It has been shown by Franco and Greenberg that a CD8+ cytotoxic T-lymphocyte (CTL) response is not necessary for clearance of a rotaviral infection (Franco and Greenberg, 1995).

Though CTLs are not necessary, they still play an important role in the development of protective immunity. It was originally observed that severe combined immunodeficient (SCID) mice, which lack both functional B and T cells, develop a chronic rotavirus infection when inoculated with the virus. It was then demonstrated that these mice would clear the infection when CD8+ T cells were transferred from previously vaccinated mice (Dharakul et al., 1990).

It appears that both B and T cells play important roles in the immune response to rotavirus. B cells are involved in the helper T cell-dependent secretion of rotavirus-specific IgA and IgG, while CTLs play a role in the clearance of the virus. The immune system appears to be fully capable of both clearing a rotavirus infection in the absence of either one of these arms of the immune response.

A natural immune state to rotavirus does not exist. Though primary infection by the virus induces production of rotavirus-specific memory B and T cells, these are not normally sufficient to prevent reinfection by the virus. However, they do serve to reduce the severity of secondary infections. It was shown that serum IgA antibody titres correlate with protection against reinfection (Velazquez et al., 2000). It has been shown in mice that in the absence of IgA, IgG is also sufficient to protect mice (O'Neal et al., 2000). One reason these antibody responses do not confer full protection is that they are serotype specific. It has been shown that high amounts of cross reactive secretory IgA, and serotype specific serum IgA and IgG seem to confer the most protection (Anderson and Weber, 2004).

An understanding of the immune response to rotavirus is needed to develop effective prophylaxis. There is evidence that cell-mediated responses may be involved. In experimentally infected calves, most BoCD8+ and BoWC1+ lymphocytes were found in the epithelium, whereas, in control calves, BoCD4+ lymphocytes were predominantly in the lamina propria. The timing and location of these increases in T lymphocyte subsets is indicative of a specific immune response involving BoCD8+ and BoWC1+ T lymphocytes (Parsons et al., 1993).

Immunization

The observations made during epidemiology studies throughout the world indicate the need to prevent rotavirus diseases (Snyder and Mershom 1982, Woode, 1978, DeZoysa and Feachem, 1985). Therefore, the WHO working group on diarrhoeal diseases gave considerable priority to the development of rotavirus vaccine to control and prevent rotavirus diarrhoea (Tursi et al., 1989). Significant progress has been made towards the development of a live oral vaccine with the advent of techniques to grow human rotavirus (HRV) in cell culture. The vaccine strains of animal origin are the basis of currently used vaccines for human use as they share the group-specific antigen of HRV, thereby affording protection against HRV or attenuated animal rotavirus (ARV) or reassortants between HRV and ARV. Animals are protected against rotavirus infection by feeding on high-titre anti-rotavirus colostrum (Tsunemitsu et al., 1989). Rotavirus vaccine development has focused on the delivery of live, attenuated rotavirus strains by the oral route.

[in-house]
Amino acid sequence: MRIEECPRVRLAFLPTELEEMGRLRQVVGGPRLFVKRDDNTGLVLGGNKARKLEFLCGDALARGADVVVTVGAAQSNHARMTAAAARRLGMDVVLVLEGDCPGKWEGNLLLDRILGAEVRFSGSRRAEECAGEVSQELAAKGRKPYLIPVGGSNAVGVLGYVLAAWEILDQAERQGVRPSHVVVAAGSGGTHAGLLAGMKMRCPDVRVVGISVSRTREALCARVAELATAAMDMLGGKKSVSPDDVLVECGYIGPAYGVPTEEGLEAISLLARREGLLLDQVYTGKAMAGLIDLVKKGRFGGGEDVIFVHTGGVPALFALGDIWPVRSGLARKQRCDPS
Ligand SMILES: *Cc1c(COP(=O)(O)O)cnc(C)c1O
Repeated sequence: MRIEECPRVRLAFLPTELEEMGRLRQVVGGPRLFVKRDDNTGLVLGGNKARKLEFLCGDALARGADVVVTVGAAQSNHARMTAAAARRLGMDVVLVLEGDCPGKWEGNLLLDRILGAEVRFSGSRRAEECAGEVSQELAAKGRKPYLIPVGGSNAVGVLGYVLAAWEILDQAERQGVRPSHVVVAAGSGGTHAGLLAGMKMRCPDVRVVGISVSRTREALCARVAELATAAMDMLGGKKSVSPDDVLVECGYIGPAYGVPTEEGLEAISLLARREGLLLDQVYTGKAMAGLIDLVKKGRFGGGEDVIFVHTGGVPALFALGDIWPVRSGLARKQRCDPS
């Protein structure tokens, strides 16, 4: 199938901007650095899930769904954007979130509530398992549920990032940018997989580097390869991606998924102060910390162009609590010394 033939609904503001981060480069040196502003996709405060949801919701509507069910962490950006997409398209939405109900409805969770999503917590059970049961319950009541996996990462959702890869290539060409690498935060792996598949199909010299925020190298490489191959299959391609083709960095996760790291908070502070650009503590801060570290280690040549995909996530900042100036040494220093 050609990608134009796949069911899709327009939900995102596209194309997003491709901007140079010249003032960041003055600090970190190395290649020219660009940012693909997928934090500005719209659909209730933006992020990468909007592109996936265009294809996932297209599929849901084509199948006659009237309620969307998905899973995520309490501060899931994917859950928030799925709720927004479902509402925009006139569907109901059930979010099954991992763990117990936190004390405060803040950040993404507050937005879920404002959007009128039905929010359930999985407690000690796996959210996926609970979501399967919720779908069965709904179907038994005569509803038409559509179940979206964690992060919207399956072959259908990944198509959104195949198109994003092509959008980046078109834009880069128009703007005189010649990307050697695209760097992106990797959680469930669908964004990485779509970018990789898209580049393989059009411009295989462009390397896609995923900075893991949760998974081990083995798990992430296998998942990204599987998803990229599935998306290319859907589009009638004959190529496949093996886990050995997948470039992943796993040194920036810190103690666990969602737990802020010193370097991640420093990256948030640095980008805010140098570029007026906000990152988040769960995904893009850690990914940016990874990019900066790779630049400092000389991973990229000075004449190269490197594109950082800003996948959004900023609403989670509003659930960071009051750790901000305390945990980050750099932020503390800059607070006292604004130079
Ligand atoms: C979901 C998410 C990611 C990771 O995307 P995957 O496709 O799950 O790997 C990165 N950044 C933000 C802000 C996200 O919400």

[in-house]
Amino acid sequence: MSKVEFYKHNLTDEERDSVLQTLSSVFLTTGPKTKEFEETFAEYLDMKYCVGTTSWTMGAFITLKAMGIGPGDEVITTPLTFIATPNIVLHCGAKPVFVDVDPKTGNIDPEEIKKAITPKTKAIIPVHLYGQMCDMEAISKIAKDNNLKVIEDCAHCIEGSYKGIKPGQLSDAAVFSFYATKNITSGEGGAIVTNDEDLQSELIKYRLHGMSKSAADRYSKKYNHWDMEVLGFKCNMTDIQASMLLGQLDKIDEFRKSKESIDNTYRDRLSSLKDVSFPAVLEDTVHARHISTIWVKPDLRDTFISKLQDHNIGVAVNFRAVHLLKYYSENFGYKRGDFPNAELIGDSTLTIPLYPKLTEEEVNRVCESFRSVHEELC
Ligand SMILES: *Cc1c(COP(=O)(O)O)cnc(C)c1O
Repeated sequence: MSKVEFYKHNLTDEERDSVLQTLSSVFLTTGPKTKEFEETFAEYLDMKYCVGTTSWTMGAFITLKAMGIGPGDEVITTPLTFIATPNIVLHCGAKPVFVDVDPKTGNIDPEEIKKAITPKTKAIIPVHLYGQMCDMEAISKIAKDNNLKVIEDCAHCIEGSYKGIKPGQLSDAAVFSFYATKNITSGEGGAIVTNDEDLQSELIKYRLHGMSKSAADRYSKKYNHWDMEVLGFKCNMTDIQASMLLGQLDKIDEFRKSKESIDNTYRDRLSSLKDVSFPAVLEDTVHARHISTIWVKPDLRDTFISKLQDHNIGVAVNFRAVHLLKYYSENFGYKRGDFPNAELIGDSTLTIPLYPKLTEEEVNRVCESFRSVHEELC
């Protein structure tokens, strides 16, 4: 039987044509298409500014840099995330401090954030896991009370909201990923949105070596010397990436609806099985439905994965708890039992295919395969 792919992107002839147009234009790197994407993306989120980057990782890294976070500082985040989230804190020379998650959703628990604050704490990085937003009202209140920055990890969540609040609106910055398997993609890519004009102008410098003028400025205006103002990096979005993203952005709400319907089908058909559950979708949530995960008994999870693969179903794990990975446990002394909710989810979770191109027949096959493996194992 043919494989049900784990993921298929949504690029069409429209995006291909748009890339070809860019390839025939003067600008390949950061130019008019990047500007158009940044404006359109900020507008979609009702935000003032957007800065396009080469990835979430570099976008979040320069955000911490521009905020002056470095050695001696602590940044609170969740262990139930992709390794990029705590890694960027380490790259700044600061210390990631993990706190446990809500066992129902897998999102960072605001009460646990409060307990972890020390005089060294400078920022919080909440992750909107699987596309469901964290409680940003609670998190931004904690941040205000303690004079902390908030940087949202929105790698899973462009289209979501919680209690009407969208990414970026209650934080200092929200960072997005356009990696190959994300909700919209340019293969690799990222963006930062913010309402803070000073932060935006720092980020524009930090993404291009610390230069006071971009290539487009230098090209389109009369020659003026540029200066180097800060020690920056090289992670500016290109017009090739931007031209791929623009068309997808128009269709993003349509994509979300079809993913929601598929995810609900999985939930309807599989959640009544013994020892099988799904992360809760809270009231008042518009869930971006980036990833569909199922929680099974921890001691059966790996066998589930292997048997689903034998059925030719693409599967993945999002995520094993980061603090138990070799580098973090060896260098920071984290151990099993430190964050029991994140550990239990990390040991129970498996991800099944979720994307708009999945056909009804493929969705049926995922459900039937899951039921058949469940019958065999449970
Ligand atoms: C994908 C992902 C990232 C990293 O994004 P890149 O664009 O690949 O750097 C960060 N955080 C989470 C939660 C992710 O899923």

Rotavirus vaccines


In humans, the greatest incidence of disease occurs after the age of 5 to 6 months, which allows time for active immunization to take place. Though the first rotavirus vaccine, tetravalent rhesus rotavirus vaccine (RRV-TV) was licensed for human use in the USA in 1998 (Breese et al., 1999), vaccines for human use are still in the stage of development and evaluation (Acha and Szyfres, 2003). Bovine vaccine RIT 4237 was withdrawn from the market, while bovine WC-3 gave good results in trails conducted in USA and is being evaluated in other countries. A vaccine developed with a simian rotavirus strain, rhesus MMU 18006 (or RRV-1), has afforded good protection in controlled trials in Sweden, USA and Venezuela, but it failed in other trials in Finland and USA, probably because it was being tested against a different serotype. Another attempt to develop a vaccine for humans involves a recombinant version of bovine vaccine WC-3 incorporating a human serotype, which is currently undergoing evaluation. There is also a recombinant simian-human vaccine, in which the VP7 antigens from human serotypes 1 and 2 have been incorporated into the simian vaccine rhesus MMU 18006. Trials conducted in Finland and USA showed protection levels of 88% and 67%, respectively, against rotaviral diarrhoea serotype 1 (Acha and Szyfres, 2003). Several live oral rotaviruses have been tested in field trails and have demonstrated an efficacy of 80% or more against severe rotavirus infections with minimal adverse side effects. Ironically, in the past, rotavirus vaccine that demonstrated high efficacy in developed countries appeared to have lowered efficacy in developing countries. This highlights the needs for further evaluation (Breese et al., 1999).